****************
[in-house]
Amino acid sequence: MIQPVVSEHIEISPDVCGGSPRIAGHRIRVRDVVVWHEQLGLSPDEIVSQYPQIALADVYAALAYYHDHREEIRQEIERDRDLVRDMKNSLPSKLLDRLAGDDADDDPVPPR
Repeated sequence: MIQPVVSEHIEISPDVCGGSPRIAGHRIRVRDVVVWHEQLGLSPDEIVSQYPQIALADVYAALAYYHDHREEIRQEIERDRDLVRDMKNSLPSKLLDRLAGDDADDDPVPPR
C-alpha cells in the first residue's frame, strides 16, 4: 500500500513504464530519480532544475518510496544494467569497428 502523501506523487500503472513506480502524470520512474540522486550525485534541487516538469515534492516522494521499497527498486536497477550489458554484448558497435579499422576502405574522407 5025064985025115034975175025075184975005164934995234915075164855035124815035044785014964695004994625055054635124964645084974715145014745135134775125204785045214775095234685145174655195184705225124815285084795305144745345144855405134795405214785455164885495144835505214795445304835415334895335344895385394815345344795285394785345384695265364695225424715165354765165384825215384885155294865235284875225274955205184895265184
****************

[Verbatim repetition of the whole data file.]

[in-house]
Amino acid sequence: MIQPVVSEHIEISPDVCGGSPRIAGHRIRVRDVVVWHEQLGLSPDEIVSQYPQIALADVYAALAYYHDHREEIRQEIERDRDLVRDMKNSLPSKLLDRLAGDDADDDPVPPR
Repeated sequence: MIQPVVSEHIEISPDVCGGSPRIAGHRIRVRDVVVWHEQLGLSPDEIVSQYPQIALADVYAALAYYHDHREEIRQEIERDRDLVRDMKNSLPSKLLDRLAGDDADDDPVPPR
C-alpha cells in the first residue's frame, strides 16, 4: 500500500513504464530519480532544475518510496544494467569497428 502523501506523487500503472513506480502524470520512474540522486550525485534541487516538469515534492516522494521499497527498486536497477550489458554484448558497435579499422576502405574522407 5025064985025115034975175025075184975005164934995234915075164855035124815035044785014964695004994625055054635124964645084974715145014745135134775125204785045214775095234685145174655195184705225124815285084795305144745345144855405134795405214785455164885495144835505214795445304835415334895335344895385394815345344795285394785345384695265364695225424715165354765165384825215384885155294865235284875225274955205184895265184